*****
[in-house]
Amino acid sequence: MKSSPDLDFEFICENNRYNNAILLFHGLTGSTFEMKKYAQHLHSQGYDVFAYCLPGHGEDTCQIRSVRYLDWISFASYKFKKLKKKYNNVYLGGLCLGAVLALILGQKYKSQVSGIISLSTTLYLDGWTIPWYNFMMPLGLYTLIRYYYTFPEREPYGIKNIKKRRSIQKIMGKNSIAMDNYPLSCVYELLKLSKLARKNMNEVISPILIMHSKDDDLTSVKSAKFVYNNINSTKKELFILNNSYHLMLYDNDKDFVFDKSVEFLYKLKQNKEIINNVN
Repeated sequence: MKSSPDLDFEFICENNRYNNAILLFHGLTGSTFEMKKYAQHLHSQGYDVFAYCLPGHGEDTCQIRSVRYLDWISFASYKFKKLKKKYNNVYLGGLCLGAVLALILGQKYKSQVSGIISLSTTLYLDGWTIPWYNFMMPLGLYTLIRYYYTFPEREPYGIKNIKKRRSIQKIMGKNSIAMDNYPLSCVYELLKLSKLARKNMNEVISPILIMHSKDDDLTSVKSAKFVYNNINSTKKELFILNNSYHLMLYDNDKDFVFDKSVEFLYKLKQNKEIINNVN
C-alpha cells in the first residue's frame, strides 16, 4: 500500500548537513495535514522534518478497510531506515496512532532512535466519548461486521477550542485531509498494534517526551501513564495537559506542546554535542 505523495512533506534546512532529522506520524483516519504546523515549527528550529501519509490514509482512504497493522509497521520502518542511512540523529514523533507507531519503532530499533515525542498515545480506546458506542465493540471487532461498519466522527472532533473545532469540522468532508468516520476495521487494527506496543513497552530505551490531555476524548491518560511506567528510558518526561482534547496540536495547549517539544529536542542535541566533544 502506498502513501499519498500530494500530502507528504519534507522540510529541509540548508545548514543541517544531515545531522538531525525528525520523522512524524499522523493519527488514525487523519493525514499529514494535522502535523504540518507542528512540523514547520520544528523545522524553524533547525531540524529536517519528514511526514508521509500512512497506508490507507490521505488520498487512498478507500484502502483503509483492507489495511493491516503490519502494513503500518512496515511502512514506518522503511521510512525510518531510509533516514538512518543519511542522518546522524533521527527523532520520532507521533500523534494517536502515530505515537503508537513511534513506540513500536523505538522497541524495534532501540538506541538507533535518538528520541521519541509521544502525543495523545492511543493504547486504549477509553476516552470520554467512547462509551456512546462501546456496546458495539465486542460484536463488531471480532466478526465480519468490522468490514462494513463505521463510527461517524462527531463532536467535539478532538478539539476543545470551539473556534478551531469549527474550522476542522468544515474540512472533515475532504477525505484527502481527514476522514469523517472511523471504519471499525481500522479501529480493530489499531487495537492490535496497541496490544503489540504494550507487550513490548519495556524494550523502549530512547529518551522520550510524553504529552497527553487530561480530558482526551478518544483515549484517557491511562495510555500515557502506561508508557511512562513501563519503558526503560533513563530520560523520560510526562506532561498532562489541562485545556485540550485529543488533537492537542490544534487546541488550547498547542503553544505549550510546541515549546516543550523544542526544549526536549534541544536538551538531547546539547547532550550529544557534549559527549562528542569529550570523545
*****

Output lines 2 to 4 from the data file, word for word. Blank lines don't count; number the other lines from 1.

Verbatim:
Amino acid sequence: MKSSPDLDFEFICENNRYNNAILLFHGLTGSTFEMKKYAQHLHSQGYDVFAYCLPGHGEDTCQIRSVRYLDWISFASYKFKKLKKKYNNVYLGGLCLGAVLALILGQKYKSQVSGIISLSTTLYLDGWTIPWYNFMMPLGLYTLIRYYYTFPEREPYGIKNIKKRRSIQKIMGKNSIAMDNYPLSCVYELLKLSKLARKNMNEVISPILIMHSKDDDLTSVKSAKFVYNNINSTKKELFILNNSYHLMLYDNDKDFVFDKSVEFLYKLKQNKEIINNVN
Repeated sequence: MKSSPDLDFEFICENNRYNNAILLFHGLTGSTFEMKKYAQHLHSQGYDVFAYCLPGHGEDTCQIRSVRYLDWISFASYKFKKLKKKYNNVYLGGLCLGAVLALILGQKYKSQVSGIISLSTTLYLDGWTIPWYNFMMPLGLYTLIRYYYTFPEREPYGIKNIKKRRSIQKIMGKNSIAMDNYPLSCVYELLKLSKLARKNMNEVISPILIMHSKDDDLTSVKSAKFVYNNINSTKKELFILNNSYHLMLYDNDKDFVFDKSVEFLYKLKQNKEIINNVN
C-alpha cells in the first residue's frame, strides 16, 4: 500500500548537513495535514522534518478497510531506515496512532532512535466519548461486521477550542485531509498494534517526551501513564495537559506542546554535542 505523495512533506534546512532529522506520524483516519504546523515549527528550529501519509490514509482512504497493522509497521520502518542511512540523529514523533507507531519503532530499533515525542498515545480506546458506542465493540471487532461498519466522527472532533473545532469540522468532508468516520476495521487494527506496543513497552530505551490531555476524548491518560511506567528510558518526561482534547496540536495547549517539544529536542542535541566533544 502506498502513501499519498500530494500530502507528504519534507522540510529541509540548508545548514543541517544531515545531522538531525525528525520523522512524524499522523493519527488514525487523519493525514499529514494535522502535523504540518507542528512540523514547520520544528523545522524553524533547525531540524529536517519528514511526514508521509500512512497506508490507507490521505488520498487512498478507500484502502483503509483492507489495511493491516503490519502494513503500518512496515511502512514506518522503511521510512525510518531510509533516514538512518543519511542522518546522524533521527527523532520520532507521533500523534494517536502515530505515537503508537513511534513506540513500536523505538522497541524495534532501540538506541538507533535518538528520541521519541509521544502525543495523545492511543493504547486504549477509553476516552470520554467512547462509551456512546462501546456496546458495539465486542460484536463488531471480532466478526465480519468490522468490514462494513463505521463510527461517524462527531463532536467535539478532538478539539476543545470551539473556534478551531469549527474550522476542522468544515474540512472533515475532504477525505484527502481527514476522514469523517472511523471504519471499525481500522479501529480493530489499531487495537492490535496497541496490544503489540504494550507487550513490548519495556524494550523502549530512547529518551522520550510524553504529552497527553487530561480530558482526551478518544483515549484517557491511562495510555500515557502506561508508557511512562513501563519503558526503560533513563530520560523520560510526562506532561498532562489541562485545556485540550485529543488533537492537542490544534487546541488550547498547542503553544505549550510546541515549546516543550523544542526544549526536549534541544536538551538531547546539547547532550550529544557534549559527549562528542569529550570523545